I am thinking about purchasing an iPad for my mom (87) in the Netherlands, but just a WiFi version. To get connection I plan to get a MiFi that handles local frequencies (preferable 4G, or else just 3G). With that setup I will not have to worry about connectivity and it is probably a cheaper solution.
post #32 of 89
Partial quote

Quote:
Originally Posted by SolipsismX View Post

You're 4G is the carrier says your 4G. It's a marketing term, nothing else.

How will you know you're using LTE and not HSPA+? .


Maybe there will be an app for that.
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post #33 of 89
Quote:
Originally Posted by SolipsismX View Post

How will you know you're using LTE and not HSPA+? You can check the throughput and latency but this just tells you if you're not on HSPA+, not if you're on LTE as your LTE might be crap for a variety of reasons.

Not exactly what you were asking, but the best thing about the iOS 5.1 update was that I can now confirm that I only get the slower "3G" HSPA (and not the so-called "4G" HSPA+) at home and work on my 3GS.

That tells me a lot about the value proposition of opting for the Verizon "The new iPad (TM)" over the AT&T version.

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post #34 of 89
Quote:
Originally Posted by digitalclips View Post

Maybe there will be an app for that.

You do know the status bar says "LTE" for an LTE connection?

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post #35 of 89
Quote:
Originally Posted by John.B View Post

Not exactly what you were asking, but the best thing about the iOS 5.1 update was that I can now confirm that I only get the slower "3G" HSPA (and not the so-called "4G" HSPA+) at home and work on my 3GS.

That tells me a lot about the value proposition of opting for the Verizon "The new iPad (TM)" over the AT&T version.

You lost me there. Are you using your 3GS to determine if you have HSPA+ (aka: 4G) at home or work? If so, note that HSPA+ is only available on the iPhone 4S.

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post #36 of 89
Sorry I did not read the entire thread yet but...

Quote:
Originally Posted by John.B View Post

You do know the status bar says "LTE" for an LTE connection?

Correct. The status bar will say 4G when on HSPA+ but will indicate LTE when available.

@some other poster : No you do not take your old 3G sim out of your old iPad and put it in you new 3rd Gen iPad. You need to contact AT&T and they will convert your unlimited data plan to the new chip if that didn't happen during the purchase process which it should have. The LTE chip gracefully falls back to 3G when necessary and will roam as it did before. Additionally you can install a 3G chip from a different local carrier when traveling abroad on GSM networks. If they have compatible 4G that will activate automatically as well.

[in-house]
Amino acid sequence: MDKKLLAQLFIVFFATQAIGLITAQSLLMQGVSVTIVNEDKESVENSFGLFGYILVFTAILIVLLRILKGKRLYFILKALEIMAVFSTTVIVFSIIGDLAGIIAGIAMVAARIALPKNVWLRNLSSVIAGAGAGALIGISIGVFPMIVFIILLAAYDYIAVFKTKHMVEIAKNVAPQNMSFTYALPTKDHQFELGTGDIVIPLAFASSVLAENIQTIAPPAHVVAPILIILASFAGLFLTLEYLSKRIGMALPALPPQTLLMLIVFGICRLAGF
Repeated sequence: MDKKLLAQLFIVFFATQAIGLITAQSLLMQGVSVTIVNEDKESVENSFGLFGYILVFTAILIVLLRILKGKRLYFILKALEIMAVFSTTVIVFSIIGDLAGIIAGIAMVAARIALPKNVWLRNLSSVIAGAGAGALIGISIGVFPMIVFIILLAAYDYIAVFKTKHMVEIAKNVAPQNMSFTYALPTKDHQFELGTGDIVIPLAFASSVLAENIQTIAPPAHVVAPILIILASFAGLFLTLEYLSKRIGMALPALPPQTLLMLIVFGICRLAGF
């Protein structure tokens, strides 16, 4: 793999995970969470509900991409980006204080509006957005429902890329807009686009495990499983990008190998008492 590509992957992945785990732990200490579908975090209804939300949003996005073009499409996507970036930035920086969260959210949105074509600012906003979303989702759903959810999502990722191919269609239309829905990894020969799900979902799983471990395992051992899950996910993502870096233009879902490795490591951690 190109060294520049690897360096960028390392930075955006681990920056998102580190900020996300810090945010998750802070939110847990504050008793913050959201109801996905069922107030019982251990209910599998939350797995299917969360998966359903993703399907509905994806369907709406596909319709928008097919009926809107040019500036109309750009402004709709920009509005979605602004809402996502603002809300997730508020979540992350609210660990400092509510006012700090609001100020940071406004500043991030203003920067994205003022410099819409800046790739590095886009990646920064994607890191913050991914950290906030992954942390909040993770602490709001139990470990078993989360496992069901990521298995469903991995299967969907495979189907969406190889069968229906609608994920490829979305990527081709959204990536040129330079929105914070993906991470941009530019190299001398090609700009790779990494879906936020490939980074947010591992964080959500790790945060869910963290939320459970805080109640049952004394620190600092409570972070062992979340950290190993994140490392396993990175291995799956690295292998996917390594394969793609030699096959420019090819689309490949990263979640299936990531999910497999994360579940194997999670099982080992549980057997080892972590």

No need to panic

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post #37 of 89
I cannot even begin to tell you how upset I am by this. I was so looking forward to switching to 4g. It truly was the "Must Buy" feature for me.

I cannot believe that America... with its pathetic wireless services gets this when European countries are so much better positioned.

I was even willing to overlook the "slow" 4G speed cap on the iPad.... which caps out at 30Mb/s below our normal 4G speeds.

Quote:
EMT Internet M+4G\t\tup to 8 Mbit/s\t\tup to 2 Mbit/s\t\tUnlimited*\t13,28\t15,94
EMT Internet L+4G\t\tup to 12 Mbit/s\tup to 4 Mbit/s\t\tUnlimited*\t16,62\t19,94
EMT Internet XL+4G\t\tup to 50 Mbit/s\tup to 10 Mbit/s\tUnlimited*\t24,96\t29,95
EMT Internet 4G\t\tup to 100 Mbit/s\tup to 50 Mbit/s\tUnlimited*\t29,12\t34,94


My Message to Apple.... You BETTER remove the "4G" label of the iPad for the EU.... because its NOT 4G. America can put a 4G label on 3G services and the FCC/FTC could find that perfectly okay... but here in Europe we have stringent acceptance of what the truth is!

(I guess this is one situation where you really feel the pinch of being an Expat).
post #38 of 89
Quote:
Originally Posted by mhamson View Post

I cannot even begin to tell you how upset I am by this. I was so looking forward to switching to 4g. It truly was the "Must Buy" feature for me.

I cannot believe that America... with its pathetic wireless services gets this when European countries are so much better positioned.

I was even willing to overlook the "slow" 4G speed cap on the iPad.... which caps out at 30Mb/s below our normal 4G speeds.

My Message to Apple.... You BETTER remove the "4G" label of the iPad for the EU.... because its NOT 4G. America can put a 4G label on 3G services and the FCC/FTC could find that perfectly okay... but here in Europe we have stringent acceptance of what the truth is!

(I guess this is one situation where you really feel the pinch of being an Expat).

What country do you live in that claims HSPA+ is not 4G?

"The real haunted empire?  It's the New York Times." ~SockRolid

"There is no rule that says the best phones must have the largest screen." ~RoundaboutNow

Reply

"The real haunted empire?  It's the New York Times." ~SockRolid

"There is no rule that says the best phones must have the largest screen." ~RoundaboutNow

Reply
post #39 of 89
The online Apple store Japan doesn't show the 4G LTE new iPad, instead it has a link to SoftBank only. Nothing for Docomo nor KDDI au
I think we will have 3G access only
post #40 of 89
Quote:
Originally Posted by SolipsismX View Post

What country do you live in that claims HSPA+ is not 4G?

That would be Estonia. Our HSPA is running at 21.6Mb/s. Here is the Tech separation that our provider has.

https://www.emt.ee/en/web/www/firmas...line-vorguinfo

Click on the "User Interface Specifications in AS EMT Public mobile Network"